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Saturday, 8 October 2016

56 Years of Nigerian Literature: Adaora Lily Ulasi


The only photo I found of Ulasi via Wikipedia.
Up next in my celebration of Nigerian women writers is Adaora Lily Ulasi, who between 1970 and 1978 published 5 books - Many Thing You No Understand (1970), Many Thing Begin For Change (1971), The Night Harry Died (1974), Who is Jonah? (1978), The Man from Sagamu (1978) - all of which (as far as I am aware) are out of print. Although I've heard of Adaora Lily Ulasi, I didn't know much about her and her works until I started researching for this post. To be honest, one of the reasons I'm celebrating women writers is to be able to learn more about writers who I know little to nothing about.



In her chapter on Adaora Lily Ulasi - in the 1996 book Africa Wo/Man Palava: The Nigerian Novel by Women - Chikwenye Okonjo Ogunyemi describes Ulasi as 'the most misunderstood writer from Nigeria', particularly as 'she does not appear interested to throw a little light on her life or her works' (p183). Later in the chapter, Oguyemi explains how Ulasi is in 'the limbo of forgotten writers, whose books are rarely read' (p195).

The little that does exist on Ulasi (and a lot of which I got from Ogunyemi's book) sheds some light on this fascinating woman who was said to be the first West African woman to obtain a degree in journalism and worked in a predominantly male world at the Times complex in Lagos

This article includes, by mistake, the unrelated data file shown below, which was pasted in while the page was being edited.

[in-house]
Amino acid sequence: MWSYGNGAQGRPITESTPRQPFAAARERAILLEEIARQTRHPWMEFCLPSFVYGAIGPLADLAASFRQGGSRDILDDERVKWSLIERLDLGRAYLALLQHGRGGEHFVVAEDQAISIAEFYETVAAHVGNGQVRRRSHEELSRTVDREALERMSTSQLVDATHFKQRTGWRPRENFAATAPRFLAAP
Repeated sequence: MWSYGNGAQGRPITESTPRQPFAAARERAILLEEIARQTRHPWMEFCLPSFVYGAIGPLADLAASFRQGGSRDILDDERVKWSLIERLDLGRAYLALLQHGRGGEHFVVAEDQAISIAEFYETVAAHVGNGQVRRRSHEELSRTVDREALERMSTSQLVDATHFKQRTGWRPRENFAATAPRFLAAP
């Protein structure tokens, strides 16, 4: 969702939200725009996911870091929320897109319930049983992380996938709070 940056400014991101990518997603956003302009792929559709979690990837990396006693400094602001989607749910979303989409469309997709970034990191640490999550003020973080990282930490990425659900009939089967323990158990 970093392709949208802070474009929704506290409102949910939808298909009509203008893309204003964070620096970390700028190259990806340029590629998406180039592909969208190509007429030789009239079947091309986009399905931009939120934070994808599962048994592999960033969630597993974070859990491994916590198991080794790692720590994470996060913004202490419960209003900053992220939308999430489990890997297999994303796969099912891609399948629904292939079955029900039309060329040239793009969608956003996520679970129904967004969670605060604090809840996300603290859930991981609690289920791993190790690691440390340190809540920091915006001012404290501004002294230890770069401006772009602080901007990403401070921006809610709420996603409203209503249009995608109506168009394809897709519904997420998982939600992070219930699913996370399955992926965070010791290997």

Ulasi was also said to be one of the first Nigerians to write detective fiction in English. Although Ogunyemi believes that Ulasi's works are not 'run-of-the-mill detective stories' and are 'larger than, the detective story' (p195) as Ulasi 'creates a hybrid form by fusing the detective story, steeped in the material world, with the magical, the tall tale, the super natural' (p196). While Ulasi did write mystery novels: 

 ... it is clear that she has produced five mysteries. The novels are indeed mysteries ... set in what Hortense Spillers, in another context, refers to as the "terrain of witchcraft" (1987, 189). In Ulasi, seeing is not always believing or deceptive. Her intriguing genre, the juju novel, appears to be Nigeria's answer to the gothic and magic realism ... Ulasi's terrain covers the occult, dark, impenetrable tropical forests; in short, vestiges of the supernatural world, which proliferate the Nigerian imagination. (p193)

For Ogunyemi, Ulasi did more than that, and with her 'conflation of mystery and juju' (p184) writes in a genre Oguyemi terms 'juju fiction'. What is juju fiction?

a bewitched crossroads, where many literary aspects intersect: juju, the mystery novel, fantasy, the ghost story, the tall tale, the gothic, etc.' and her writing 'baffled critics straining to classify her'. (p184)

Ulasi also experimented with language, writing in pidgin - although it was 'anglicised to make the dialogue accessible for her European audience' (p190) and often referred to as 'terrible pidgin' (p191).

Excerpt from The Man from Sagamu via Ogunyemi (p191)

Her novels are also based on her experiences: 
as an Igbo girl growing up in colonial Nigeria, an undergraduate student in the United States, a journalist in the Nigerian Times complex, and a wife and a mother in an interracial marriage. (p192)
Basically Ulasi's works sound like the perfect combination of my kind of read - and I am on a mission to find them. Although it does seem like there are a copies of her books available on Amazon, if anyone has leads of where I can get them please do share.

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